While dolphin-assisted births are rare, dolphin assisted therapy (DAT) has been used for more than 25 years in patients with mental and physical disabilities and autism, according to Medical Daily. During DAT, patients swim and play with dolphins living in captivity while completing tasks meant to improve skills like hand-eye coordination. However, scientists claim there is little scientific evidence indicating that DAT is therapeutically effective.

Water births – without the presence of dolphins –have proven benefits, including more efficient contractions, improved blood circulation for the mother, less pain and more oxygen for the baby, according to the American Pregnancy Association (APA). However, the APA noted that few studies have been done examining the risks associated with water births.

In the event that a “dolphin-assisted” birth cannot occur, the couple has made plans to deliver with a midwife. Experts point out that dolphins are predators and can become aggressive, though dolphin-related injuries among people are relatively rare, Medical Daily reported.

“Having that connection with the pod of dolphins anytime – even if the birth doesn’t happen in the water – still brings peace, comfort and strength to the mother and baby during labor,” Heather told the South Charlotte News.

Read more: http://www.foxnews.com/health/2013/05/28/woman-to-have-dolphin-assisted-birth/?test=latestnews#ixzz2UcPdcafm
User IP Logged

"Let's see what's over there."
WingsofCrystal
Global Moderator
ImageImageImageImageImage


member is offline

Avatar




PM

Gender: Female
Posts: 12093
xx Re: Stuff & Nonsense
« Reply #8563 on: May 29th, 2013, 11:28am »

"Woman to have ‘dolphin-assisted’ birth

Published May 28, 2013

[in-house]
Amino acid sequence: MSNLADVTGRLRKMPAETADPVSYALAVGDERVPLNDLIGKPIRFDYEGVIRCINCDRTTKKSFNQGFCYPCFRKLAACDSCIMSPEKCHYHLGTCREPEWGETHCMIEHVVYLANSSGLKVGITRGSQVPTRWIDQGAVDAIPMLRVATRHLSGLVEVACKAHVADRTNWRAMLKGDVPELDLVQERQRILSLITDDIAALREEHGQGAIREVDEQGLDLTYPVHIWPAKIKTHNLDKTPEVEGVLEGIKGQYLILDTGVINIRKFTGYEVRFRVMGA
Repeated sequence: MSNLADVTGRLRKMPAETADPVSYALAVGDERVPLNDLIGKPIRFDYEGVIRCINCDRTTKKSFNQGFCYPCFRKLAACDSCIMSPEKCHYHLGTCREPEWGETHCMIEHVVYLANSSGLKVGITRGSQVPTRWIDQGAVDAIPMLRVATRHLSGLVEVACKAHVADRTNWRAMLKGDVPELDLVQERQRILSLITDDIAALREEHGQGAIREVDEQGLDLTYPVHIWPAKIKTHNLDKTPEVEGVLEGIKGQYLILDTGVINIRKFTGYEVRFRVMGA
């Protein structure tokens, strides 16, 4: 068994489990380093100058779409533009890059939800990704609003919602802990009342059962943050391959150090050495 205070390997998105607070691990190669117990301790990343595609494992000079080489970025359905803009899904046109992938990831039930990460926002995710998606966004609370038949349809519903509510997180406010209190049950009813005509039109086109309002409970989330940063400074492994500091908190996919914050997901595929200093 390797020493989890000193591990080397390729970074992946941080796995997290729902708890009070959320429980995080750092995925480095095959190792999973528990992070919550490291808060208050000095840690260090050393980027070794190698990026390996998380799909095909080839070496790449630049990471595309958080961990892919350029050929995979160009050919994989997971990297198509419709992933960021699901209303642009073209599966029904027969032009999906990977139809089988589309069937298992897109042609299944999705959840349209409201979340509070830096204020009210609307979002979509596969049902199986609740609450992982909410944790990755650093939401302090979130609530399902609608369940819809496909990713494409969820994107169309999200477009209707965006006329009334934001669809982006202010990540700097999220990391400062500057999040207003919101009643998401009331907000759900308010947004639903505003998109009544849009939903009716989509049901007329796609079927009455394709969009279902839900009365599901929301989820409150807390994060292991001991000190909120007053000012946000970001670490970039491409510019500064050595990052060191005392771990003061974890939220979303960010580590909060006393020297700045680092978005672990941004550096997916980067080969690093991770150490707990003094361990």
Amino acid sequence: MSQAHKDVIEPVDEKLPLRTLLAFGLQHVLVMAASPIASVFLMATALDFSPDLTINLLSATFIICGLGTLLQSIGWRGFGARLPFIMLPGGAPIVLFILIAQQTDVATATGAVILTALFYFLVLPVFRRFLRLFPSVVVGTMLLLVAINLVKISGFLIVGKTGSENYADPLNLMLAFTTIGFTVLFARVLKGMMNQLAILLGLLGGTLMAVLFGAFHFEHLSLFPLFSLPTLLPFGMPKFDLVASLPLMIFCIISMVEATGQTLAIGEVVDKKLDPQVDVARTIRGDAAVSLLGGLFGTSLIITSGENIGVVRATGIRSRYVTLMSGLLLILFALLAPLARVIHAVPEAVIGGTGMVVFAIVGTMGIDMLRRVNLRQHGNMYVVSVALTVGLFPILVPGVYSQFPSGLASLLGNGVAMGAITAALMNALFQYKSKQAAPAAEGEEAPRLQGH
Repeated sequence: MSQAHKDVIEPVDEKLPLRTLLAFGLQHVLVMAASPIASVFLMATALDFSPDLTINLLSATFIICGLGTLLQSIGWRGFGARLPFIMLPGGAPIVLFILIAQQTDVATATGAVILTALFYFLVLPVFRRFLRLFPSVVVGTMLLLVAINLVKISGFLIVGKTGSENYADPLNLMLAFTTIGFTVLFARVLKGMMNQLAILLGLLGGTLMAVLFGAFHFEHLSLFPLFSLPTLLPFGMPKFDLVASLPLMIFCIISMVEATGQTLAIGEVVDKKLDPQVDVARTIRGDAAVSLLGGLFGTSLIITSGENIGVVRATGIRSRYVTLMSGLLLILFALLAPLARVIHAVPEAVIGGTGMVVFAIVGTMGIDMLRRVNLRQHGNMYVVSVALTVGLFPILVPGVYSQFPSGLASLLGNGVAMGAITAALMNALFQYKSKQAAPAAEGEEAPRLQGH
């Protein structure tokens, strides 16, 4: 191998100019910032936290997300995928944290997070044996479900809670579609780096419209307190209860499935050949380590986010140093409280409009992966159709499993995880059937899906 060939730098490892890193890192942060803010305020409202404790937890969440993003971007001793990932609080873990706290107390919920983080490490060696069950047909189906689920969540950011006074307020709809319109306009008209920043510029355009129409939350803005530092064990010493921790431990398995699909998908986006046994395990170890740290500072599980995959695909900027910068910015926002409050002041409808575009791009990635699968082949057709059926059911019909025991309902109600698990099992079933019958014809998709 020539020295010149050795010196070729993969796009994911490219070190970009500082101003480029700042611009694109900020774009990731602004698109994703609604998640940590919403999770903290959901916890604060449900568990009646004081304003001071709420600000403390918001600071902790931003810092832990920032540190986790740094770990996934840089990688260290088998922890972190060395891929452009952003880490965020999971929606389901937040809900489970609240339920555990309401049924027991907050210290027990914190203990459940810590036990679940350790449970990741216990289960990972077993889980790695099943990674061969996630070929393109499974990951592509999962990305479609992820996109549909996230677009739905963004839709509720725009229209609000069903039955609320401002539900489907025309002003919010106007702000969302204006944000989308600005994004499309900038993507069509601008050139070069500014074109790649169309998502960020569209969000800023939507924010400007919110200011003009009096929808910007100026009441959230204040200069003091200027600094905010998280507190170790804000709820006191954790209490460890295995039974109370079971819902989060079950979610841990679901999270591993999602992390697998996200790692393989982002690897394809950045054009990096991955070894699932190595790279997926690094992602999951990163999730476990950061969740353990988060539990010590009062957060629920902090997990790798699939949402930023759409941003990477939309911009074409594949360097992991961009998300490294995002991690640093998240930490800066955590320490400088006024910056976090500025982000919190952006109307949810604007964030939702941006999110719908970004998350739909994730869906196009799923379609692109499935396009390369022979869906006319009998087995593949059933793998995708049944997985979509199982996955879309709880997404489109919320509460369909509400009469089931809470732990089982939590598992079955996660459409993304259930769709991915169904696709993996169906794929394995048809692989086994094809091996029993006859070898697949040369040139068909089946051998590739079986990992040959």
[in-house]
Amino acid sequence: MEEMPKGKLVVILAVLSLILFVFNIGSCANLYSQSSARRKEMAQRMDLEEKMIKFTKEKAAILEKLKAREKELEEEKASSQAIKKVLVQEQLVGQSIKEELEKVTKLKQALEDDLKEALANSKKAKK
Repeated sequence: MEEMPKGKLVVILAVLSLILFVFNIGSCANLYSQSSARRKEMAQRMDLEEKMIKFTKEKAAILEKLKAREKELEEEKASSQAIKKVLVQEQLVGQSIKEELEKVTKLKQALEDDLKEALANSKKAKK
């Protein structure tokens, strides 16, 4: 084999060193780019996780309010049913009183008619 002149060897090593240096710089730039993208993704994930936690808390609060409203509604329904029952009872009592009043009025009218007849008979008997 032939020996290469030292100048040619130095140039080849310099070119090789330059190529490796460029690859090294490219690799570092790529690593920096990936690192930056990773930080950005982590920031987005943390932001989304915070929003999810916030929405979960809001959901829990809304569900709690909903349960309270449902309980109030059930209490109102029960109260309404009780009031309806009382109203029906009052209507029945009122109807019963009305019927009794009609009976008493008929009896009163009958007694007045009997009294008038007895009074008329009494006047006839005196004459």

A pregnant woman and her husband have traveled to Hawaii where they plan on having a “dolphin-assisted birth,” a water delivery among dolphins, according to Medical Daily.

Heather Barrington, 27, and her husband Adam, 29, of South Carolina, are preparing for the July arrival of their first child through a series of prenatal and postnatal swims with a pod of dolphins at The Sirius Institute in Pohoa, Hawaii."



EWWWWWWWWWW!!!!!!!!!!!


Good morning Swamprat cheesy

Crystal

User IP Logged

https://www.youtube.com/watch?v=0VkrUG3OrPc
WingsofCrystal
Global Moderator
ImageImageImageImageImage


member is offline

Avatar




PM

Gender: Female
Posts: 12093
xx Re: Stuff & Nonsense
« Reply #8564 on: May 29th, 2013, 11:32am »

Reuters

Afghan insurgents attack International Red Cross in Jalalabad

JALALABAD, Afghanistan
Wed May 29, 2013 12:09pm EDT

(Reuters) - A suicide bomber blew himself up at the gate of the International Committee of the Red Cross (ICRC) office in the Afghan city of Jalalabad on Wednesday and two more insurgents entered the building, local officials said.

Afghan security forces were fighting the attackers inside the ICRC building, according to Ahmad Zia Abdulzai, spokesman for the governor of Nangarhar province.

Black smoke billowed out of the building after the blast at 5:30 p.m. (1300 GMT), and heavy gunfire could be heard.

A spokesman at the Geneva-based ICRC headquarters said it was in touch with the Jalalabad office, where there are six foreign members of staff and dozens of local employees.

The attack came less than a week after a band of insurgents assaulted the office of the International Organization for Migration (IOM) in Kabul, killing three civilians and injuring four foreign aid workers.

The ICRC's $90 million-a-year operations in Afghanistan are the group's biggest in the world. Some 1,800 ICRC staff work on projects ranging from providing orthopedic limbs to the war wounded to visiting militants in Afghan jails.

(Reporting by Rafiq Sherzad, Hamid Shalizi and Amie Ferris-Rotman, additional reporting by Tom Miles in Geneva; Editing by Mark Heinrich)

http://www.reuters.com/article/2013/05/29/us-afghanistan-icrc-idUSBRE94S0QA20130529

Crystal

User IP Logged

https://www.youtube.com/watch?v=0VkrUG3OrPc
Pages: 1 ... 569 570 571 572 573  ...  1070 Notify Send Topic Print
« Previous Topic | Next Topic »

Become a member of the UFO Casebook Forum today and join our more than 19,000 members.

Visit the UFO Casebook Web Site

Donate $6.99 for 50,000 Ad-Free Pageviews!

| |

This forum powered for FREE by Conforums ©
Sign up for your own Free Message Board today!
Terms of Service | Privacy Policy | Conforums Support | Parental Controls